How to Avoid Uncertainty, Always Being on the Job, and Burnout – the Top 3 challenges of Small Business Owners

 

It’s not easy being a business owner. Overwork and burnout are two especially common problems with entrepreneurs, and it’s not hard to see why. 

One survey from New York Enterprise Report found that small business owners work twice as much as regular employees. It also found that 33% of small business owners reported working more than 50 hours per week, and 25% said they work more than 60 hours a week.

That’s hardly the only study reporting those kinds of hours, either. Gallup found that 39% of the owners they surveyed worked over 60 hours a week.

It’s not just about the hours.  Small business owners work more, sure. But they’re also under more pressure. This is true whether they have employees or not.

Hard work is an admirable trait, but work for the sake of work is a waste. There are ways to reduce your workload while still putting in the time and effort your business needs to succeed, and implementing these methods will preserve your physical and mental health in the long run. These are some of the ways in which you can reduce your workload and restore your personal time to a healthy level.

1) Delegate

Good business owners understand the value of hiring people smarter than themselves to do a job right. An excellent manager, a well-trained crew and a virtual assistant can do wonders for your bottom line. You can’t do it all yourself. So, don’t. 

Delegate tasks that are time-consuming, such as social media marketing, CRM management, newsletters, blogging and customer support services.  If you train your workers correctly, you won’t have to do the jobs of four different people.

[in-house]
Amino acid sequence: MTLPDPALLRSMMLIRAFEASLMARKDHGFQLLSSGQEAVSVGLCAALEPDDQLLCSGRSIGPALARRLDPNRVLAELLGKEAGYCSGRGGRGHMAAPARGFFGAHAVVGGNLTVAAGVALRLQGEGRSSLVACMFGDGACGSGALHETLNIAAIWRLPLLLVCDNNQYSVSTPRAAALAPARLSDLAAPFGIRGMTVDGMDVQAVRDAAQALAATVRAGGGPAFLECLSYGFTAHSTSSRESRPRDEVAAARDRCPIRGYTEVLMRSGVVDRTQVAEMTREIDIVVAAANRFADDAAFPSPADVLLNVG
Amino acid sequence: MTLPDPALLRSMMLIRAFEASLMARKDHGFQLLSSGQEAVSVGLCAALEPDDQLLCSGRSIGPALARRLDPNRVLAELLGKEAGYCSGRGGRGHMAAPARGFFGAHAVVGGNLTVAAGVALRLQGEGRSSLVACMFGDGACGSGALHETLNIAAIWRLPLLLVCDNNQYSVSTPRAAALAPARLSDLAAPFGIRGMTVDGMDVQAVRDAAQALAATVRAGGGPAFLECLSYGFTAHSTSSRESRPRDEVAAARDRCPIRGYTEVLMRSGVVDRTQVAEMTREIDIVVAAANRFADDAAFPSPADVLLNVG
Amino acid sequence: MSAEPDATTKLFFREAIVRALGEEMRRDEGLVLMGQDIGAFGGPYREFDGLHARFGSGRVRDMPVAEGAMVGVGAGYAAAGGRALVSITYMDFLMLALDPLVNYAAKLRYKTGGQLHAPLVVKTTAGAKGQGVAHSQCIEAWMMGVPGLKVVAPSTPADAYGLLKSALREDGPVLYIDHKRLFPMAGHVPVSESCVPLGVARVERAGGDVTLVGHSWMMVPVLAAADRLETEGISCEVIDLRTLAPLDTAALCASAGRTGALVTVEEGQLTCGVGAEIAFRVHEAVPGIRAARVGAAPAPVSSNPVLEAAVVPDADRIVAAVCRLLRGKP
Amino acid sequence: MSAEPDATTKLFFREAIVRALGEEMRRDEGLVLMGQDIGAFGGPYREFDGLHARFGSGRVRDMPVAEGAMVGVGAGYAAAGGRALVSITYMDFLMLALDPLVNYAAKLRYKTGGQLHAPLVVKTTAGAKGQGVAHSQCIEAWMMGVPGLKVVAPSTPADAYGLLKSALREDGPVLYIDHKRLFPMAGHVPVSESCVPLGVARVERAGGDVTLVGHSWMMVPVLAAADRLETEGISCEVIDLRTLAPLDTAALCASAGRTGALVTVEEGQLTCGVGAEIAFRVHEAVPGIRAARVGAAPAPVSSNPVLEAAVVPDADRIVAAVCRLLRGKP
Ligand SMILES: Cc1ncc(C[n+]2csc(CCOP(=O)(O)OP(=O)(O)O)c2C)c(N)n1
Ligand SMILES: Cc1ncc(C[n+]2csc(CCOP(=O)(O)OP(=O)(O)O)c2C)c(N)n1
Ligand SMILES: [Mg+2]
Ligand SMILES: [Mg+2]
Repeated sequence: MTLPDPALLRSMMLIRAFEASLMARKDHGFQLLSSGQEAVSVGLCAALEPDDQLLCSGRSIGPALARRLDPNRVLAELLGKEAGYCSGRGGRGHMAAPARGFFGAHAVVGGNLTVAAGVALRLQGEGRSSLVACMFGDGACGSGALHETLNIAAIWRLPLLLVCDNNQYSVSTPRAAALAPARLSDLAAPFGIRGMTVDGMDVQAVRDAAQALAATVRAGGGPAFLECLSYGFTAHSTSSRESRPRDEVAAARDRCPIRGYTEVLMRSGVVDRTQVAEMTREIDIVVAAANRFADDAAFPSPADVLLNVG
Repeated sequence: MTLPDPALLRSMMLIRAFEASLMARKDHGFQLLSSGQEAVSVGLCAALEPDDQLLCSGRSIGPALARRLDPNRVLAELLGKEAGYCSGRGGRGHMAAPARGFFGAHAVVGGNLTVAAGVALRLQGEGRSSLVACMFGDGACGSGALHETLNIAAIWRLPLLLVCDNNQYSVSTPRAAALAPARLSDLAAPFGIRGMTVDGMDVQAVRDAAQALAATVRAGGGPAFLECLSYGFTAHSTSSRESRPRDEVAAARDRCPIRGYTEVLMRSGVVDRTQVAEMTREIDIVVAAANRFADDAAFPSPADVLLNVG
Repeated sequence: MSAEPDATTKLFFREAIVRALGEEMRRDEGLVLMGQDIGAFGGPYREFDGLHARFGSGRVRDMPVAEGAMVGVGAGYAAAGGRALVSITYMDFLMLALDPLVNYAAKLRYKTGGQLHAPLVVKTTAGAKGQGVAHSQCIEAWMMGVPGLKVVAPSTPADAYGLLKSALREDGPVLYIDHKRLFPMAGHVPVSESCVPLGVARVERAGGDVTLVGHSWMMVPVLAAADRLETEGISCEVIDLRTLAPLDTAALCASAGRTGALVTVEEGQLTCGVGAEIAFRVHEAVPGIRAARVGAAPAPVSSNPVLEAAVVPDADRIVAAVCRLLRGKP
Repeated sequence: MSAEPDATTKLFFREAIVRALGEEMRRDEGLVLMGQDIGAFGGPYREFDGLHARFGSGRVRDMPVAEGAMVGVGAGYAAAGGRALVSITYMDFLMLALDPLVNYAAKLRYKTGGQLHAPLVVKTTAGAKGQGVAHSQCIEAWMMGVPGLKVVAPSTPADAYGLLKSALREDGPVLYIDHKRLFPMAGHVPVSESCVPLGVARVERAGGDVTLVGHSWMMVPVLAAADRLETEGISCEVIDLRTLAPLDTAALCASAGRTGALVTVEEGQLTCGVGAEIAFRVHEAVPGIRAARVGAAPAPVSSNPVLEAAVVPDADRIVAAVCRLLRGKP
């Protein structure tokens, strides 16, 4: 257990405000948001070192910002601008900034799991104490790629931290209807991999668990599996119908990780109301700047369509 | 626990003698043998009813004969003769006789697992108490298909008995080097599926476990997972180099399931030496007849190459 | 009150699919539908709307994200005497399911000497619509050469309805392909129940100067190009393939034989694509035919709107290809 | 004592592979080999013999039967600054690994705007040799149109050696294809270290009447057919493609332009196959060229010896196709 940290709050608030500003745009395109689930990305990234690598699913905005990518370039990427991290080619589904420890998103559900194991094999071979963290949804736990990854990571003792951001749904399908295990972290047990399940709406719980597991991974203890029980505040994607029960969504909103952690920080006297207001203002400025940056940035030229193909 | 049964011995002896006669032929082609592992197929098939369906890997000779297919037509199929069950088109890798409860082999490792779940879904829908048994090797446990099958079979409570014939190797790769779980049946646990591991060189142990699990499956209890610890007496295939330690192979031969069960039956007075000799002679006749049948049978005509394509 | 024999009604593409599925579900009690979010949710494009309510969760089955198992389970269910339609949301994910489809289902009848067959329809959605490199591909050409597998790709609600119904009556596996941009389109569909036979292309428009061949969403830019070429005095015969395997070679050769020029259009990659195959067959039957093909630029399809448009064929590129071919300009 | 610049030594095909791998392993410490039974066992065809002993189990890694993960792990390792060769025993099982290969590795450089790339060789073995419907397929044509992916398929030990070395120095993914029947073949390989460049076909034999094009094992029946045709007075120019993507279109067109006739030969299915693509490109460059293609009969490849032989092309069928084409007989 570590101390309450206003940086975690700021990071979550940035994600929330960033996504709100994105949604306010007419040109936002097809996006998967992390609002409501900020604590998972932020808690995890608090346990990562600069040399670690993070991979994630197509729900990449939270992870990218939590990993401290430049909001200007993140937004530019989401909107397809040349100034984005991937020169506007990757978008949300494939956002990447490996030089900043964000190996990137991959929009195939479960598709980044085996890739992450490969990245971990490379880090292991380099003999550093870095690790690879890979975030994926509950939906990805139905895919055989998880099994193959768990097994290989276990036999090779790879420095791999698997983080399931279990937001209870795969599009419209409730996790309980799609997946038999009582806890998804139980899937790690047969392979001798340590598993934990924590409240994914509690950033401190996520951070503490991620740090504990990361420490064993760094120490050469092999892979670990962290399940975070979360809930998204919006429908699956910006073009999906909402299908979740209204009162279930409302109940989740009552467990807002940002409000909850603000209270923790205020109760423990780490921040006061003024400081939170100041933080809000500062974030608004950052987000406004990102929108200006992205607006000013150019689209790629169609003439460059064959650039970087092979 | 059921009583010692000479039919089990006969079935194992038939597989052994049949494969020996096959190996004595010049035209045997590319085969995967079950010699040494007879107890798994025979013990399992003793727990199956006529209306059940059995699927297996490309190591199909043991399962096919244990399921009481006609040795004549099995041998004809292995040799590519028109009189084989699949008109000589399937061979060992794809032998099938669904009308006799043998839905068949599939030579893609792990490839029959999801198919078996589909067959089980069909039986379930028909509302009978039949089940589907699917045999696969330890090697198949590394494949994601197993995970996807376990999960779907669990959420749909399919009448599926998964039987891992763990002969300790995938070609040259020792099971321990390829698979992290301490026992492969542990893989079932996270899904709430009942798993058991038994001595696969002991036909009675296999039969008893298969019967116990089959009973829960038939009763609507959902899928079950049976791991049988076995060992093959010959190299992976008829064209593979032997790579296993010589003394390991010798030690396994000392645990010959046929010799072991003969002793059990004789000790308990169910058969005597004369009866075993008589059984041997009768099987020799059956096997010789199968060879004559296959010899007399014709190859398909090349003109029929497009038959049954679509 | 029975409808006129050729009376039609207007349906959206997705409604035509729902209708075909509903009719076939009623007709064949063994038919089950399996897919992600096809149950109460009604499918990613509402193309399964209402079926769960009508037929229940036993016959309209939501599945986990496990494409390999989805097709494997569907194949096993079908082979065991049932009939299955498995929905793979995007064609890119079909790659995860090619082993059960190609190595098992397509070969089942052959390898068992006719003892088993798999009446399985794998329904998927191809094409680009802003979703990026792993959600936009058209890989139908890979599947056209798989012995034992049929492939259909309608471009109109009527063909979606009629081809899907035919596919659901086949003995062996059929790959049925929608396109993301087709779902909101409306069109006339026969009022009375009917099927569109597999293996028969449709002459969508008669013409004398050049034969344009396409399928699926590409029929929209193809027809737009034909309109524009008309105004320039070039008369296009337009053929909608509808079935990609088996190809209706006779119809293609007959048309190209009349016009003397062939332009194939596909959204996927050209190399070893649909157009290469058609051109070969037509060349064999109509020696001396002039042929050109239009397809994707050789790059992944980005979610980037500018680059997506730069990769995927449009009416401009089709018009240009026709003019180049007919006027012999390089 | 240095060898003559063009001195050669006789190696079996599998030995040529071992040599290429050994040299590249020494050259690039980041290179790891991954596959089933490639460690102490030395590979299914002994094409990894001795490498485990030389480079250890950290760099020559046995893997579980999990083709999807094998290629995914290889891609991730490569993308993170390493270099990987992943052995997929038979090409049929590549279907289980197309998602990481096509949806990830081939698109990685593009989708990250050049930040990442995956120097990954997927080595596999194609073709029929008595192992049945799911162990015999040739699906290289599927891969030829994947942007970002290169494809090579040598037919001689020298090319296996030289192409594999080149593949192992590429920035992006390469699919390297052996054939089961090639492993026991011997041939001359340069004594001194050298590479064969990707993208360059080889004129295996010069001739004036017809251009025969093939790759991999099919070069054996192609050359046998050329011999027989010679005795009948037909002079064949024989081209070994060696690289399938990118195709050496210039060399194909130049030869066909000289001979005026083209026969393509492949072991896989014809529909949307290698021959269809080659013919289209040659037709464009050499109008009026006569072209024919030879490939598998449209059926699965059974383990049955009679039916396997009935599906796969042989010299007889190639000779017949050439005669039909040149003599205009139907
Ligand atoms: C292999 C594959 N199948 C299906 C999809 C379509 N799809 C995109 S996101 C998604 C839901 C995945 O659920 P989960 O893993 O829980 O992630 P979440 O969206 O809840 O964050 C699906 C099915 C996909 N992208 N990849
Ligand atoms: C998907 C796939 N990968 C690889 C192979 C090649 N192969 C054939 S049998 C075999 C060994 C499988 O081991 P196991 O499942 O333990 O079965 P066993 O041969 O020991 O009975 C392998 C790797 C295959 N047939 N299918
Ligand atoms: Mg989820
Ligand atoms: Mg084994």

2) Work smarter, not harder

The law of diminishing returns hits us especially hard. Don’t believe the hype when somebody brags of “working” 80 hours a week. If you were to follow them in their day-to-day life, you’d probably find that their productivity was exceedingly low, and that they were classifying a lot of non-work activities as work. If you are sitting at a desk but you’re not doing much, that means nothing. but if you find ways to squeeze more work in the time you have, you won’t have to put in as many hours to get things done. If you’re using old software, upgrade to something newer. If your store’s layout is inefficient, change it. If your business is drowning in paperwork, streamline it.

As an added note, the GDP per hour worked tends to have an inverse correlation with the number of hours worked overall. Put another way, countries in which people work more hours per year generally have lower levels of productivity. As an example, South Koreans work an average of about 2,100 hours a year and produce about 32 dollars of GDP per hour worked. The French work about 1,500 hours a year and produce twice that per hour worked. Smarter work means you don’t have to put in as many hours to produce the same number of goods and services.

3) Manage as much as you need, not as much as you want

A lot of new supervisors and managers run into this problem, but some business owners are this way as well. Your business is your baby – you want people to treat it with the same care and attention that you do! the problem is, some business owners don’t let a person do what it is that they hired them to do. If you believe that you made the right decision in hiring a person, back off and let them do your job. Not only will it be easier on you, but your team will not resent you as much. This doesn’t mean that you shouldn’t keep an eye on things, but if you are micromanaging your team on a daily basis, you screwed up somewhere. Whether you are being overly controlling or you didn’t hire the right people, the fault still comes back to you.

You’ll never be able to control everything all of the time. If you learn to let the small details go, you can focus in on the things that really matter.

Need help setting up a plan to leverage your time to maximize efficiency and profits?  Schedule a complimentary session with us!

 

 

 

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